In the Kihoto case it was stated that political parties function on the strength of common belief. It was further stated that “Intra-party debates are of course a different thing. But a public image of disparate stands by members of the same political party is not looked upon, in political tradition, as a desirable state of things.”
The constitutional bench in the Raja Ram Pal case, while dealing with Article 174, said that “the power to summon the State Legislature has been given not to the House(s) but to the Governor”. Normally his power is exercised with the help and advice of the council of ministers (Art 163). The constitutional bench in the case of State of Punjab vs Satya Pal, while dealing with Article 174, has said that the said power for prorogue of the House is without any restrictions. The manner in which such power under Art 174 is exercised – good faith or abuse of constitutional power – can be construed from the same.
The constitutional bench in the Nabam Rebia case, while dealing in detail the power of the Governor, has held that the discretionary power of the Governor is subject to judicial review. As per that observation, the Governor has no freedom to determine when he can act independently. The Governor has to act as per the Constitution and the power and functions of Governor are defined. In the absence of any constitutional provision, there has to be a legitimate interpretation for the same, or a reference to where the court has laid down a guideline for discretion.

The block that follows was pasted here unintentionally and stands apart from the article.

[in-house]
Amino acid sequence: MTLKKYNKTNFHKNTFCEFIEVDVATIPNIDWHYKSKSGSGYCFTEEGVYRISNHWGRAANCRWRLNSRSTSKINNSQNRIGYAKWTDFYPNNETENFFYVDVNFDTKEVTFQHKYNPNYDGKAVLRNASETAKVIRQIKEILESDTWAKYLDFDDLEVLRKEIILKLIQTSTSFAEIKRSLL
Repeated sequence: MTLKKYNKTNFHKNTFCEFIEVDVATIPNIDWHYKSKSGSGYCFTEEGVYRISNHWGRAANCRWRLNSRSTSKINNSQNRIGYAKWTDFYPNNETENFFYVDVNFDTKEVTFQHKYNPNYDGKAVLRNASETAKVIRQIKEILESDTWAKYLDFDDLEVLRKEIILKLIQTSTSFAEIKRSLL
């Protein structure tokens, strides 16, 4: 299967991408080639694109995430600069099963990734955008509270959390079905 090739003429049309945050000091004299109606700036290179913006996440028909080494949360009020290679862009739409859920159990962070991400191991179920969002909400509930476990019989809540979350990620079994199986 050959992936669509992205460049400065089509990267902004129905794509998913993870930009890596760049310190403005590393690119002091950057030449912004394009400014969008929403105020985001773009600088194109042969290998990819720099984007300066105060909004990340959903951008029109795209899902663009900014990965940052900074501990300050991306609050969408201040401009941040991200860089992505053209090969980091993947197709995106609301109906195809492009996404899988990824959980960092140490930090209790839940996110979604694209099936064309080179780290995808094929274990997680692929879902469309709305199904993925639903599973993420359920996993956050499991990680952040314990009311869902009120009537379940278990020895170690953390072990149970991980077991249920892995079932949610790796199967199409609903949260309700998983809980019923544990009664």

It was also stated that if the Governor doubts majority support for the Chief Minister, he can call for a floor test. Only in a situation where the government in power, after the floor test, is seen to have lost majority, can the Governor exercise the power vested in Article 174 on his own, without any aid and advice from the council of ministers.
Considering the Rajasthan political crisis, where the Governor was neither calling for a floor test nor was calling the assembly session at that time (it has now been decided that Assembly session will be from August 14), it was contrary to the various precedents of the Supreme Court.
The Nabam Rebia case also gives due regard to the Rule of Business of the House. Rule 12(1), under Chapter IV under Rule of Procedure and Conduct of Business of Rajasthan Assembly, contemplates that discretion is on the Speaker to direct sitting of the House.
The rules are framed under Article 208 of the Constitution. In view of the various constitutional precedents already available, the right constitutional recourse for the Governor at that time would have been either to call for a floor test or Assembly session immediately, instead of waiting for the 21-day notice, which would have been an effective measure to restore the collapsed constitutional machinery in Rajasthan immediately.
The Author is an Advocate-On-Record, Supreme Court of India
Opinions expressed in the above article are the author’s own